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Mapping Police Violence: 2023 was the Deadliest Year for Police Violence 

By Campaign Zero

Police killed at least 1,329 people in 2023. It’s the deadliest year for police violence since 2013.

Campaign Zero’s Mapping Police Violence (MPV) today released its 2023 analysis, showing it as the deadliest year since records began, with 1,329 people killed by law enforcement. This rise in police violence contrasts with the national decline in homicides and other violent crimes, underscoring a critical public safety threat that disproportionately affects Black and Brown communities.

Key Findings

  • Deadliest Year: 2023 was the deadliest year since MPV began collecting data (2013), with 1,329 fatalities due to police violence. On average, U.S. law enforcement kills someone every 6.6 hours. 
  • Persistent Issue: There were only 14 days in the year where U.S. law enforcement did not fatally kill someone.  
  • Racial Disparities: Black and Brown individuals continue to be disproportionately affected.

Campaign Zero Statement

In 2023, 1,329 people were killed by U.S. law enforcement, marking it the deadliest year since CZ began collecting data. While the country experienced a decline in homicides and violent crime, our data shows that police violence continued to increase and continue to disproportionately impact Black and Brown people. It is important to further investigate the variation across agencies, states, and regions to better understand the complicated nature of the overall increase. There were just 14 days in the entire year where police did not kill someone in the United States, a troubling and undeniable fact that we have an epidemic in this country that requires us all to step up and protect our communities.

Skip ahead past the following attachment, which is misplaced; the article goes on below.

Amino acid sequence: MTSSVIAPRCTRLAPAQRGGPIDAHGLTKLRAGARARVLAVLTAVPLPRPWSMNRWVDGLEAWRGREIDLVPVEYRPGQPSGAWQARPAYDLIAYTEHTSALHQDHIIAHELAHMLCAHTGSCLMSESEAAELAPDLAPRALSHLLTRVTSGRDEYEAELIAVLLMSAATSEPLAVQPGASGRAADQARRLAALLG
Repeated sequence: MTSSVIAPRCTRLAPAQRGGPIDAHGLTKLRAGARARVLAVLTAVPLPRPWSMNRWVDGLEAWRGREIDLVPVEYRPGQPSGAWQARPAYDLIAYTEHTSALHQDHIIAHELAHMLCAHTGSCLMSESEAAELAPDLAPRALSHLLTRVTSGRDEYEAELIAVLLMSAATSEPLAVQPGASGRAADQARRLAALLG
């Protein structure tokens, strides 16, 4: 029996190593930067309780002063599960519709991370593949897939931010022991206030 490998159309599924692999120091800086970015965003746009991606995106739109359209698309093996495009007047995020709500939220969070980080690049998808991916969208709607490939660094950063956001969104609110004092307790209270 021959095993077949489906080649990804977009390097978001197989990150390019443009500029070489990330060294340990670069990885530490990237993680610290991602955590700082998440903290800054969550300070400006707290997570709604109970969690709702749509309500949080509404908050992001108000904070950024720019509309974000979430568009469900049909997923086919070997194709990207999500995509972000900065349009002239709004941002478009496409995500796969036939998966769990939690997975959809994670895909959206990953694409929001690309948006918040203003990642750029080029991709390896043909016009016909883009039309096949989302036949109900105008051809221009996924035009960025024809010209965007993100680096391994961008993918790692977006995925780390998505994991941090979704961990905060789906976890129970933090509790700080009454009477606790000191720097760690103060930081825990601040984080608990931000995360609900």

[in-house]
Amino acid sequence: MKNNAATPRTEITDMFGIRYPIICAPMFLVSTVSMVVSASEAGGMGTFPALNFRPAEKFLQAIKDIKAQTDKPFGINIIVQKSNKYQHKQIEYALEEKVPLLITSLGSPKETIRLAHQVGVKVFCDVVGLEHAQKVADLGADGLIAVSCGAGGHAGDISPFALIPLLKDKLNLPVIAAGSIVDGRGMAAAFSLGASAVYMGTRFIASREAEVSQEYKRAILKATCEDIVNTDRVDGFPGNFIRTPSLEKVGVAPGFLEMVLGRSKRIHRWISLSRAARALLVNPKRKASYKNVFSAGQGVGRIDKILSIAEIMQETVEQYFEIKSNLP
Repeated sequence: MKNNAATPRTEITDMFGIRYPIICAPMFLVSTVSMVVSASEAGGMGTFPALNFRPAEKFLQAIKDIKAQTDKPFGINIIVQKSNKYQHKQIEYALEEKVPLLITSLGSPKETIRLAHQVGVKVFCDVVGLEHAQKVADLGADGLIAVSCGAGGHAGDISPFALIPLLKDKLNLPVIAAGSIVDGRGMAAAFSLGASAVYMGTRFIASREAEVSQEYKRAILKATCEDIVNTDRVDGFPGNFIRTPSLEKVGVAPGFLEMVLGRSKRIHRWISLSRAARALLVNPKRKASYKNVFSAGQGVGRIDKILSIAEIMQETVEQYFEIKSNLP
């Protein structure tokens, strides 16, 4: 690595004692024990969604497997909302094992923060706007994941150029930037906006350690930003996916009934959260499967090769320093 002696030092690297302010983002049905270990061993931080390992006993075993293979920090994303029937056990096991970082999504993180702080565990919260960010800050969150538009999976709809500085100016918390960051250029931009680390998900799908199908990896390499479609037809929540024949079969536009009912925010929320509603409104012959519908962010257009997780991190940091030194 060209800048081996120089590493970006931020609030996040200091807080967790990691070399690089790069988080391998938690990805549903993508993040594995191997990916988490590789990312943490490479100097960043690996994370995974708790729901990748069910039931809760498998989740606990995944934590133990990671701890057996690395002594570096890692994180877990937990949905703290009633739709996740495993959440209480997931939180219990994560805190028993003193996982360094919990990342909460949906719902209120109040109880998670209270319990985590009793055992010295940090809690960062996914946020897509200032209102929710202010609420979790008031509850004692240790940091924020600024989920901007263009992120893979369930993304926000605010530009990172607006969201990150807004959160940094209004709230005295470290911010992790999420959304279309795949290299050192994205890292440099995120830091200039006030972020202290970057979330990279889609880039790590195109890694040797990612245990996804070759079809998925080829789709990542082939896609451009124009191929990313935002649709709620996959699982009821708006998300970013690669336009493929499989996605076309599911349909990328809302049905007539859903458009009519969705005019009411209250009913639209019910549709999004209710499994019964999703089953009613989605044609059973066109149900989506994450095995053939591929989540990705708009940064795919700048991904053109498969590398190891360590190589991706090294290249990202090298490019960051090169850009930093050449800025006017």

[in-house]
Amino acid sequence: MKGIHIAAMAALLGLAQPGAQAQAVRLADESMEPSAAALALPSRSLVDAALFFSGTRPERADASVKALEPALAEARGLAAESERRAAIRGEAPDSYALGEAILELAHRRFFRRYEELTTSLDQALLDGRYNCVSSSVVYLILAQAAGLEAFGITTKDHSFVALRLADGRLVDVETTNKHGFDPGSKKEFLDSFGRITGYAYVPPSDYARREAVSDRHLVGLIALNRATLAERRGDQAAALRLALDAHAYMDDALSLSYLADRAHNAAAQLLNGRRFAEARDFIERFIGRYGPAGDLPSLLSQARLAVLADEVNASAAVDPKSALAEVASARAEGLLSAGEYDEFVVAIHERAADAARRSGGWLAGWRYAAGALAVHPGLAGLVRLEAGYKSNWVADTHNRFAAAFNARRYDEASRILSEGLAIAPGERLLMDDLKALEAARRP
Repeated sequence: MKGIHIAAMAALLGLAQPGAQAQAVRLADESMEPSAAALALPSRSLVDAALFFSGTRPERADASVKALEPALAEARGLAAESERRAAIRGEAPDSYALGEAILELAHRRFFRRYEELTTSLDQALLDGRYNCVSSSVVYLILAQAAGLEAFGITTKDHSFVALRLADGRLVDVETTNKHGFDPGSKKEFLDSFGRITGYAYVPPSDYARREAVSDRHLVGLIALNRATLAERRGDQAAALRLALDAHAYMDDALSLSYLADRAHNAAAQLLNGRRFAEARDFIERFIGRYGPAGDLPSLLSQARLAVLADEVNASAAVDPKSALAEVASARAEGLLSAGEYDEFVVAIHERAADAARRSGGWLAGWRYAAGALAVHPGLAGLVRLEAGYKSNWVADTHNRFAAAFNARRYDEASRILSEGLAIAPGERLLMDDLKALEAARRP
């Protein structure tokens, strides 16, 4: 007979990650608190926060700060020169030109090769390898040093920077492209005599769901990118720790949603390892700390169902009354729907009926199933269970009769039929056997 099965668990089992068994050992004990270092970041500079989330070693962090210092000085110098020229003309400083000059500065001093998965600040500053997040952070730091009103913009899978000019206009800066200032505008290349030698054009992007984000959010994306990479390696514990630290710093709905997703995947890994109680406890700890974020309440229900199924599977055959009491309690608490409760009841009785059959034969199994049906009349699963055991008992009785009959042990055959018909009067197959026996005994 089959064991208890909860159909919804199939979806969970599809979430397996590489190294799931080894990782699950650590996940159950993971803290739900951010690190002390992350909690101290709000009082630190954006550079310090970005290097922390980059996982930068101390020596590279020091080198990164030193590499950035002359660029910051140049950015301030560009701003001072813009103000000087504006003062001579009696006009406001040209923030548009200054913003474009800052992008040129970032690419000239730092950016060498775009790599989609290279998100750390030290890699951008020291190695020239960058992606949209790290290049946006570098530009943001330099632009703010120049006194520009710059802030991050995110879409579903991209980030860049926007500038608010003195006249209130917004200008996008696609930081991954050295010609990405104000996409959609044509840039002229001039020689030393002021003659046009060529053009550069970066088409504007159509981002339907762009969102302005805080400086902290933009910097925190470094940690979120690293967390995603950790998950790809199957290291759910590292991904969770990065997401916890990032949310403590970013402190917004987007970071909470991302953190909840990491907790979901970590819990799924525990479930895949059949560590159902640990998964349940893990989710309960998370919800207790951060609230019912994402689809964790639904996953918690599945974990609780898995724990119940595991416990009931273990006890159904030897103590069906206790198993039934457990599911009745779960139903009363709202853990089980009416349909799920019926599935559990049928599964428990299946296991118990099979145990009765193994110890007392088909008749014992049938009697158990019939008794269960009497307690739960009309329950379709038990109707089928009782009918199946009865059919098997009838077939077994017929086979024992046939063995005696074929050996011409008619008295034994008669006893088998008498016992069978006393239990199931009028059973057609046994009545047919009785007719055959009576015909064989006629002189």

These numbers serve as a sobering reminder of the historical legacy of racist policing and the work left to do to end police violence and structural racism in this country. We remain committed to advancing solutions to bring us to a world beyond policing.

About the Data

As per our methodology, all incidents go through a multi-layered review process. It is likely that the number of incidents may increase in the coming months as a result of unique incidents that have been flagged as needing further analysis given the sensitivity of the circumstances. 

To better understand the data generation process and methodology for the underlying data, please refer to MPV’s Data & Methodology Document.

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